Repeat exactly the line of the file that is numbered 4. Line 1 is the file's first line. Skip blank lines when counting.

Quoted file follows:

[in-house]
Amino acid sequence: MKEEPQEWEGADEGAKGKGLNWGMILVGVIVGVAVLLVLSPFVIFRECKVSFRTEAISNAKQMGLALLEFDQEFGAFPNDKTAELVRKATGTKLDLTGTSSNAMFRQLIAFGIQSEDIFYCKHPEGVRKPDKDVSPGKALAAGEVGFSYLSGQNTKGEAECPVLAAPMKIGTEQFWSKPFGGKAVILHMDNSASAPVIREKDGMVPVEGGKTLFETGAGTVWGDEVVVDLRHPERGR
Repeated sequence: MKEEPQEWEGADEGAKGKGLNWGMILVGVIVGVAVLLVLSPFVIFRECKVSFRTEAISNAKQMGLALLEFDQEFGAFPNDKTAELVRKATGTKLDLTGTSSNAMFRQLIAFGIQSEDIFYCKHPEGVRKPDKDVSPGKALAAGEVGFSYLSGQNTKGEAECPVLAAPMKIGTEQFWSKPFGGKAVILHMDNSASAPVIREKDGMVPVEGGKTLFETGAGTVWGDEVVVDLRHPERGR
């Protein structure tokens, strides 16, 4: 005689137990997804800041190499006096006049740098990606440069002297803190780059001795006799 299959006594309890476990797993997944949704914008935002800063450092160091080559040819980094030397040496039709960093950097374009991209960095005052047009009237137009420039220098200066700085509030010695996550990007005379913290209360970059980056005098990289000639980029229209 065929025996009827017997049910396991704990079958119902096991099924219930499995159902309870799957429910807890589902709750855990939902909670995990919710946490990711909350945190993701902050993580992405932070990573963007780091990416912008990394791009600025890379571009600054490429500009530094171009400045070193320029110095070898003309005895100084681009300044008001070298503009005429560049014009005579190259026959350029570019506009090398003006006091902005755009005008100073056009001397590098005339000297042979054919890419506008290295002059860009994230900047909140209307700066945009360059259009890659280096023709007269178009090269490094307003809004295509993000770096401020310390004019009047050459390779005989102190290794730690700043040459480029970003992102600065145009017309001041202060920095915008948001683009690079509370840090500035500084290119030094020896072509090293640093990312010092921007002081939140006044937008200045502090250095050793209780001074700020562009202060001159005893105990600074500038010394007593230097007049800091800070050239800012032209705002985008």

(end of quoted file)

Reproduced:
């Protein structure tokens, strides 16, 4: 005689137990997804800041190499006096006049740098990606440069002297803190780059001795006799 299959006594309890476990797993997944949704914008935002800063450092160091080559040819980094030397040496039709960093950097374009991209960095005052047009009237137009420039220098200066700085509030010695996550990007005379913290209360970059980056005098990289000639980029229209 065929025996009827017997049910396991704990079958119902096991099924219930499995159902309870799957429910807890589902709750855990939902909670995990919710946490990711909350945190993701902050993580992405932070990573963007780091990416912008990394791009600025890379571009600054490429500009530094171009400045070193320029110095070898003309005895100084681009300044008001070298503009005429560049014009005579190259026959350029570019506009090398003006006091902005755009005008100073056009001397590098005339000297042979054919890419506008290295002059860009994230900047909140209307700066945009360059259009890659280096023709007269178009090269490094307003809004295509993000770096401020310390004019009047050459390779005989102190290794730690700043040459480029970003992102600065145009017309001041202060920095915008948001683009690079509370840090500035500084290119030094020896072509090293640093990312010092921007002081939140006044937008200045502090250095050793209780001074700020562009202060001159005893105990600074500038010394007593230097007049800091800070050239800012032209705002985008």